Shoop-Wu excels on this next piece called In Your Eyes, her performance here is so deeply moving, one can almost feel the heart beating within her violin. The artist reaches a wonderful crescendo that pours its loving musical caress’s all over our senses; it would be easy to visualize Nancy Shoop-Wu performing this under the summer stars, on her beautiful island of Hawaii.
Our penultimate composition is entitled Ma’nao Rain, this sensitive but picturesque offering will take us to the last doorway of the album. The flow of this piece is almost waltz-like at times, and as such, it has a delightful sense of warmth about its construction. I guess that sometimes even rain can be a cleansing moment to embrace.
We are indeed about to leave the realm of Nancy Shoop-Wu called Rainbow Road, but before we do, lets receive this last musical gift from the musician, it is called Lele Noa (Flying Free). Now as a guitarist myself, I loved the efforts of Jeff Peterson, who performs on guitar within the last three pieces off the album, the bonus tracks so to speak. Lele Noa is a really fun track and I personally enjoyed it immensely, its lightness and vibrancy was the perfect ending to a fantastic album.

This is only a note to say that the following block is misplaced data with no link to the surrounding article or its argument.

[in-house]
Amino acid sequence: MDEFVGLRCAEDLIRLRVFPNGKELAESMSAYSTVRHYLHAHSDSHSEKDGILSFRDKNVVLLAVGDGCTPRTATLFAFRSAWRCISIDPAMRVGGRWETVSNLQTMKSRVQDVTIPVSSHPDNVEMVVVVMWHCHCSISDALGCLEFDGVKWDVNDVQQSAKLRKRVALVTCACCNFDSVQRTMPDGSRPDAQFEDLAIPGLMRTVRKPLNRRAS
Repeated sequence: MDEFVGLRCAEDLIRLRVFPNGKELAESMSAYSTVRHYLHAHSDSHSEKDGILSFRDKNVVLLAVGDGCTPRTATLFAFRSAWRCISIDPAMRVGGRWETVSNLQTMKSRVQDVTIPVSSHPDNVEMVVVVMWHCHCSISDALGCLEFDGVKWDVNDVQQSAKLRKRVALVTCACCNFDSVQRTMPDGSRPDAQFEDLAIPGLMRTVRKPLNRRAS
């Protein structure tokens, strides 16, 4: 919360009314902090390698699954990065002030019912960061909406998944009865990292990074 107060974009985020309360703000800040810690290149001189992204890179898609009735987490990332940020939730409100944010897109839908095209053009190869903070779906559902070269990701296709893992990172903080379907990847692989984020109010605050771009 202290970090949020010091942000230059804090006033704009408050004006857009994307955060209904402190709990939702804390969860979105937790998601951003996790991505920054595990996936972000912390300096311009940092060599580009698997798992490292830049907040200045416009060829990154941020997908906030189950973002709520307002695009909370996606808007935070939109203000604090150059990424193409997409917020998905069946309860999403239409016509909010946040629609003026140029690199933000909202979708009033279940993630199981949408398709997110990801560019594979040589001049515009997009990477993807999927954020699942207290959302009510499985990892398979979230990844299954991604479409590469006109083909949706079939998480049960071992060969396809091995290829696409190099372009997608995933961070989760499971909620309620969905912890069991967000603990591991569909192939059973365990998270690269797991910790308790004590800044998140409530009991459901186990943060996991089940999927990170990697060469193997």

Rainbow Road by Nancy Shoop-Wu is an album that is as fresh as a mountain stream; from time to time the industry needs albums like this to give it a kick in its complacency. She has manifested something very special and very unique and it works wonderfully.
Shoop-Wu’s originality is mixed with a little Celtic and new age ethic, balanced with a hint of classical charm, it is an absolute winner in my eyes, so with that being said, I have no qualms of recommending this very classy new release to you, this is one album you really won’t want to miss out on.
Rating: Excellent